No Flash Mobs Proposals, Please!

If there’s one trend in romance that I just don’t understand, it’s the concept of flash mob proposals.

Please don’t get me wrong – I’m not a complete Scrooge when it comes to relationships, even if my blog may lead you to believe otherwise. Like most other girls my age, I watch more chick flicks than I’m proud of, and of course I hope for my happily ever after. I’m not anti-grand gestures either, so long as they aren’t the results of constant fighting and dysfunction. If you want to declare your love for somebody in a big way, then by all means, you should.

But I’m still not on board with the whole “flash mob proposal” bit. For those who haven’t seen these on YouTube before (click here), a flash mob consists of a large, seemingly random group of strangers who suddenly break into dance and/or song in front of a group of unsuspecting passersby. Flash mobs contain elements of surprise and excitement (unless, of course, you watch Grimm, in which case they are simply a horrible cause of death), which have contributed to their popularity since 2009 or so. In the past few years, however, some men have integrated the flash mob into their own marriage proposals, involving other guests in the restaurant and people walking by on the street. When it is finally time for him to pop the question, the woman must answer in front of a crowd of perhaps hundreds of people.

I know a lot of girls who find this incredibly romantic, but while I appreciate the amount of effort that goes into a flash mob proposal, I can’t say I would ever want to be a recipient of something like that. After all, what if the woman doesn’t want to marry the guy proposing to her? What if she says “no” and flees the scene – what then? Even worse, what if she says “yes” because she feels an added pressure to marry him, but isn’t actually ready or willing to make that commitment? This also applies to big-screen proposals at major sporting events and other proposals that require an audience.

In a way, I get it. Flash mob proposals are (kind of) original and demonstrate just how far the person is willing to go to impress his significant other. But what comes after the proposal? Come to think of it, how much money are you going to spend or want someone to spend on a proposal? Even if it is true love, does it have to be so elaborate? To me, a few honest words are more important than any choreographed song and dance number, and the money you could have spent on a marching band and light show could instead be used for a down payment on a house. Saying “I do” or “I don’t and never will” should have nothing to do with an audience of expectant strangers and everything to do with where you see yourself in five, ten, fifty years..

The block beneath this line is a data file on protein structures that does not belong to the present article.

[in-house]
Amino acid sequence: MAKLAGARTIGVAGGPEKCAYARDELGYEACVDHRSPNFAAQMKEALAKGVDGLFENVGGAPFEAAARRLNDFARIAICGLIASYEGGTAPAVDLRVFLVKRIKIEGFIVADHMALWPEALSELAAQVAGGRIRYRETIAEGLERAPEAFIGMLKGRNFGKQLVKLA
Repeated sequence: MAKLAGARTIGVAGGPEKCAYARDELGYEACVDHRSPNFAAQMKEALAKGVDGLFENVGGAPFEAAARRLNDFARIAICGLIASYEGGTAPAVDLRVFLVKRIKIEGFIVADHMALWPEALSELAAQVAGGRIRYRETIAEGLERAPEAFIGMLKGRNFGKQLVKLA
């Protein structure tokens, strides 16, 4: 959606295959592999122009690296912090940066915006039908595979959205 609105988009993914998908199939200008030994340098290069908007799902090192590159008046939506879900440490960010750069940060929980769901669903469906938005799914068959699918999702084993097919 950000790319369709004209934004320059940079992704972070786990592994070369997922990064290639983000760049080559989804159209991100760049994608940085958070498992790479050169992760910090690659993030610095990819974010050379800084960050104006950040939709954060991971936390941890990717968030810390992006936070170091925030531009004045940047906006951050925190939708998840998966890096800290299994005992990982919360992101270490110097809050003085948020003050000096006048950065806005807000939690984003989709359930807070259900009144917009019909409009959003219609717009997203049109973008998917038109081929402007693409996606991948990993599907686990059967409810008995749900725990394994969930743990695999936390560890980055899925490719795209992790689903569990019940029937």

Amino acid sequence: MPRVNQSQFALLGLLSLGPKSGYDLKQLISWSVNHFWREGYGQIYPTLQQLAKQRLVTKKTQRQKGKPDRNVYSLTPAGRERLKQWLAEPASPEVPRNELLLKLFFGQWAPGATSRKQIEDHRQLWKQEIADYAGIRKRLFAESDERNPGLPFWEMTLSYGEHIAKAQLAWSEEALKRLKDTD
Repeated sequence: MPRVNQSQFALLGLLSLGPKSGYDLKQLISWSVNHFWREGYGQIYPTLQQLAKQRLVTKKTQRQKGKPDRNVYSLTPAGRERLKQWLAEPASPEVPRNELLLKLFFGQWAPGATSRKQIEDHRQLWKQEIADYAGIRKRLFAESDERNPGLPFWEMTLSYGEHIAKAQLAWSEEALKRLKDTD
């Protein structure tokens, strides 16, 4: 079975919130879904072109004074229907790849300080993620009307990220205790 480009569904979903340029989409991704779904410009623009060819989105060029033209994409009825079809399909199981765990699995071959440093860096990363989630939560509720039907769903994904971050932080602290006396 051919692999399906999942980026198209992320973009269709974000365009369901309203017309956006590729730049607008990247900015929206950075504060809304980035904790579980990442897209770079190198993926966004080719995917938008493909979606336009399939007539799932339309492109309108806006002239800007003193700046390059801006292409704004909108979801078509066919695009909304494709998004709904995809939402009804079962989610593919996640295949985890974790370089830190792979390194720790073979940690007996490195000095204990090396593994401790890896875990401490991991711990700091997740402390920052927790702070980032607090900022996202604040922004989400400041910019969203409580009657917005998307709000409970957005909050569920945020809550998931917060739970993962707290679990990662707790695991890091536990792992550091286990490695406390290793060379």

In the end, these grand gestures are well-intentioned, but not nearly as important as the little things we may otherwise overlook.

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4 comments

  1. I think a gigantic dramatic proposal would be fun and cool if the people were completely in love with each other and the actual proposal was more a formality than anything else. But at the same time, the romantic in me thinks a more private proposal would be better.

  2. I agree with you, Val. =) Not just for the case of flash-mob proposals specifically, but more so when it comes to proposals in front of an audience in general (as you also described in your article), when the marriage proposal is a surprise to the girl and she doesn’t know they are going to be married beforehand. Those kinds of theatrics put undue pressure on the girl to say yes, whereas I think that matters of commitment should be as honest and free-willed as possible. And as a guy — knowing that there would be excessive pressure on the girl I’m asking — I wouldn’t personally find it romantic, lol.

    Also, I suppose that I was never one to find extravagant theatrics necessarily more romantic than “quieter” displays of love, hahaha. xD In fact, I often find that the “quieter” acts often get to me more, whether it be in movies/storybooks or in real life. For example, I’ve been to a few weddings, and every single time, I’ve found the couple more romantic outside of the wedding — with the cute little things that they do and say to each other in more casual circumstances — rather than inside the wedding, with all of its stiff ceremonial formalities.

    I guess this is why I also don’t think that a theatrical marriage proposal in front of some audience would be for me, lol. Furthermore, as you said, something like that usually means that you spend more money (like the notion that a guy is more romantic and loves a girl more when he buys her a bigger diamond, lol). And I don’t think that love or romance should be measured by money. After all, love and romance should guide us to the things in life that are right, and true, and good — and this world has placed more than enough importance on money and status already.

    1. I completely agree with you– the little things give you more insight into the relationship than a huge wedding anyway! We already use material possessions in every other area of our lives- we don’t need to use them to define “love” too. Thank you so much for your comment!

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